Match Play

Forum Archive : Match Play

Holland rule

From:   Kit Woolsey
Date:   20 December 1994
Subject:   Re: Doubling after the Crawford Game

> A widely used tournament rule in the 80's was what I remember
> as the "Holland Rule" after a master Tim Holland I believe. The
> rule requires two complete moves to have been played before the
> cube can be turned after the Crawford game. This gives the
> player in the lead at least some chance to access his start
> before accepting or rejecting the cube. Without this rule you
> might as well divide whatever lead in games that he has fought
> to achieve in "HALF"!  Several times I have faced a cube
> turning after my first roll and before my opponent has rolled!
> FIBS permits these early cubes to my dismay! Let's get some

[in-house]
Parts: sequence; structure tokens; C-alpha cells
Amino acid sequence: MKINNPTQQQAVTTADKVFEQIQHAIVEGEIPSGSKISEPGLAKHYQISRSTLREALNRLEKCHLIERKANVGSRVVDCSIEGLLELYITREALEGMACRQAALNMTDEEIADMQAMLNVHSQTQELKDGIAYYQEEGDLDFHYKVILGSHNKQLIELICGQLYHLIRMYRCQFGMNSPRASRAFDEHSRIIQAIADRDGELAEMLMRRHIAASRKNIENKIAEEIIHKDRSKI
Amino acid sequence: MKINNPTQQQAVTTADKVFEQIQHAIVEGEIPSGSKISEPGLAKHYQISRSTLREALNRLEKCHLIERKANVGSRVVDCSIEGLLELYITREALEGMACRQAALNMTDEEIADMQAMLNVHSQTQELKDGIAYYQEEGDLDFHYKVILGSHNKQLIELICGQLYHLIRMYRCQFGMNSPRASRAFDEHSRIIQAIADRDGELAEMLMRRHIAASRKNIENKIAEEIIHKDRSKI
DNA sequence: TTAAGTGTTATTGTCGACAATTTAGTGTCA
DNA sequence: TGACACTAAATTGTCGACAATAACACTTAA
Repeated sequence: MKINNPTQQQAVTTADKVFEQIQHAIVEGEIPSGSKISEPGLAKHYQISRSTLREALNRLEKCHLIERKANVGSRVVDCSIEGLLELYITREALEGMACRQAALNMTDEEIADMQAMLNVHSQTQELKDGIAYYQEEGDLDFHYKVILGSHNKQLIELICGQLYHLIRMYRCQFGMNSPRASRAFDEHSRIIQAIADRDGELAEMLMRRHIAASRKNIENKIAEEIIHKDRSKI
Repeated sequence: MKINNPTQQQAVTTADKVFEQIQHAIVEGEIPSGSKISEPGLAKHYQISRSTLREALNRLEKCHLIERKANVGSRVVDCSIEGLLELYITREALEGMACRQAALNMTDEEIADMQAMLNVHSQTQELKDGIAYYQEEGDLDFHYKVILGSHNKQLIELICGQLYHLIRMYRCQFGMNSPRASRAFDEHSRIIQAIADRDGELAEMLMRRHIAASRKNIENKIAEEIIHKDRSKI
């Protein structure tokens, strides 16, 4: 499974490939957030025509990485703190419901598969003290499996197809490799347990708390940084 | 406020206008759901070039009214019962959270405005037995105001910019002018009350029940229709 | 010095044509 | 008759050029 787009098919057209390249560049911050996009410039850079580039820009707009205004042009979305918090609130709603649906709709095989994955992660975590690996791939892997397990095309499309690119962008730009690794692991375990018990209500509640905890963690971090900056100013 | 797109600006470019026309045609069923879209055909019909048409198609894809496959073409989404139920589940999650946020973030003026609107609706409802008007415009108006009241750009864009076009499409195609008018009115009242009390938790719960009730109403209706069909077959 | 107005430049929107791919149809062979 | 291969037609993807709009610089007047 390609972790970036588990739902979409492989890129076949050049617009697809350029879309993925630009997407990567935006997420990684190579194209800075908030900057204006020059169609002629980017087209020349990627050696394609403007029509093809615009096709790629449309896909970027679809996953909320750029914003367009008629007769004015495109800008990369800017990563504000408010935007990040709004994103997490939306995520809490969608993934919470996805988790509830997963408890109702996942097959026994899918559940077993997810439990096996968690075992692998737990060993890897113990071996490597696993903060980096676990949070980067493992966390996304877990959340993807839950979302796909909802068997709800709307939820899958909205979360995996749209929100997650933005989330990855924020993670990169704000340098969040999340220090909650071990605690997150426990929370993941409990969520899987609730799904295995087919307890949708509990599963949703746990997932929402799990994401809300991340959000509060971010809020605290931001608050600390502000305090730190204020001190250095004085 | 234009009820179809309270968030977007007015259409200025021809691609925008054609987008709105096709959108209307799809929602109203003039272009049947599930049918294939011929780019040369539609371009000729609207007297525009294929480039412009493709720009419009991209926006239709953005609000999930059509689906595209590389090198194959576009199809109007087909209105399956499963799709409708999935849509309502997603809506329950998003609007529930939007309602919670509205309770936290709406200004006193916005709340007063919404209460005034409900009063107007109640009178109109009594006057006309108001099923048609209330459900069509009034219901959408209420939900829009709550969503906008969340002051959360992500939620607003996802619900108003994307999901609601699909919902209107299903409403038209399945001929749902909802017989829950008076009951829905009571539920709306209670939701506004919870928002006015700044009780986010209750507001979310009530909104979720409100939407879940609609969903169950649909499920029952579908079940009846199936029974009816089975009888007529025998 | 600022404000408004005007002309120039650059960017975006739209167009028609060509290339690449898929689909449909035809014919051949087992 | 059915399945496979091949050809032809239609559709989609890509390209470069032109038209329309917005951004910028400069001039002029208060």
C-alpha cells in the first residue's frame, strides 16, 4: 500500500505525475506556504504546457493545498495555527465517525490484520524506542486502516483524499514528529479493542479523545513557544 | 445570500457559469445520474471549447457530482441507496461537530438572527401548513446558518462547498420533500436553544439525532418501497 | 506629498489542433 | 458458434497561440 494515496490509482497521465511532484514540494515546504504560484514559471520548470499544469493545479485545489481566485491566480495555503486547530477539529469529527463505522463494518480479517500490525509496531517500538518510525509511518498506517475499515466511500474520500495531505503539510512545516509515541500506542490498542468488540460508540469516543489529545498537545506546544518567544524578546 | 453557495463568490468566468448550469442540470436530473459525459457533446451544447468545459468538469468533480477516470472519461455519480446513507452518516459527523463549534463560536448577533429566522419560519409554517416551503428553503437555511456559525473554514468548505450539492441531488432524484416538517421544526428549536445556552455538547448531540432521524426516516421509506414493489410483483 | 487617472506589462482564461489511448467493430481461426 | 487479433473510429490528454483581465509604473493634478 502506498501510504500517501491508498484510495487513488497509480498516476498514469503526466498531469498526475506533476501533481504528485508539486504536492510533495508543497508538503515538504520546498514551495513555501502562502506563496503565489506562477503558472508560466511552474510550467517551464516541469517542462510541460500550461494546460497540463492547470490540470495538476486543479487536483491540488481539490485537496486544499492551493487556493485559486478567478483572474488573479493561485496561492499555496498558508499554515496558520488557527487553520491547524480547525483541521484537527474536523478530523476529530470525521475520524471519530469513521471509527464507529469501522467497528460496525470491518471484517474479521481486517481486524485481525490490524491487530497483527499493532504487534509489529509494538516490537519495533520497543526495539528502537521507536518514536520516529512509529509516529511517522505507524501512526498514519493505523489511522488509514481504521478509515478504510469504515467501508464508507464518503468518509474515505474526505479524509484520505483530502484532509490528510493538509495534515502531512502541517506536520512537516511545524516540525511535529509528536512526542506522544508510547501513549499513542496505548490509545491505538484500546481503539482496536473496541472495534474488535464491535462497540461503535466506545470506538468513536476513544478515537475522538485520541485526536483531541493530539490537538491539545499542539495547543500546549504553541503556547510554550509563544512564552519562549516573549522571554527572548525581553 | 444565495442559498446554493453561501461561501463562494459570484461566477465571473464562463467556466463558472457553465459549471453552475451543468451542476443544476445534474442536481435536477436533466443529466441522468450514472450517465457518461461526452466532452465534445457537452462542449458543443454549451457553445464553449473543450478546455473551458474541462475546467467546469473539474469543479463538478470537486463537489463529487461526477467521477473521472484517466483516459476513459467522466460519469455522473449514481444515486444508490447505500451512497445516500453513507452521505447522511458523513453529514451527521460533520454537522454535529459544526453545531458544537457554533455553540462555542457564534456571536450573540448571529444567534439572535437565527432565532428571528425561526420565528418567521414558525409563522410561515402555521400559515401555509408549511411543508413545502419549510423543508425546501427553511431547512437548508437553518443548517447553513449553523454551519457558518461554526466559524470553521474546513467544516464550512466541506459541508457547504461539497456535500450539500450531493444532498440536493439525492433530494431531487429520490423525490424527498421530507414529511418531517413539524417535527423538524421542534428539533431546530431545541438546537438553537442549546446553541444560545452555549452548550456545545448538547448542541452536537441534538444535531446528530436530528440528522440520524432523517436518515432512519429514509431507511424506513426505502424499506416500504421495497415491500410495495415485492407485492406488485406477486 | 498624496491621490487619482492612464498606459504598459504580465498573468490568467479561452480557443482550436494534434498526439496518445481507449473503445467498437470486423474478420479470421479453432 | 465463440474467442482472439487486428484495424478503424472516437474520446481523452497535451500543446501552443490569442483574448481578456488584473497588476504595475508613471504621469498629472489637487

> discussion on implementing this change.

It is true that the Holland rule was popular in the 80's, but today I
don't think it is use at any major tournaments.  There are several
reasons why the rule has been discarded:

1) It creates a lot of confusion.  You can imagine the problems
tournament directors may have explaining the rule to contestants, or
settling disputes involving the rule.  Granted this wouldn't be so bad on
FIBS where the computer coldly settles all disputes correctly (although
without much compassion), but it still could lead to some confusion
particularly for newer players.

2) It is true that in a sense your lead is cut in half after the Crawford
game.  One solution which has been suggested is to not allow use of the
cube when a player is one point away from winning (or, in more general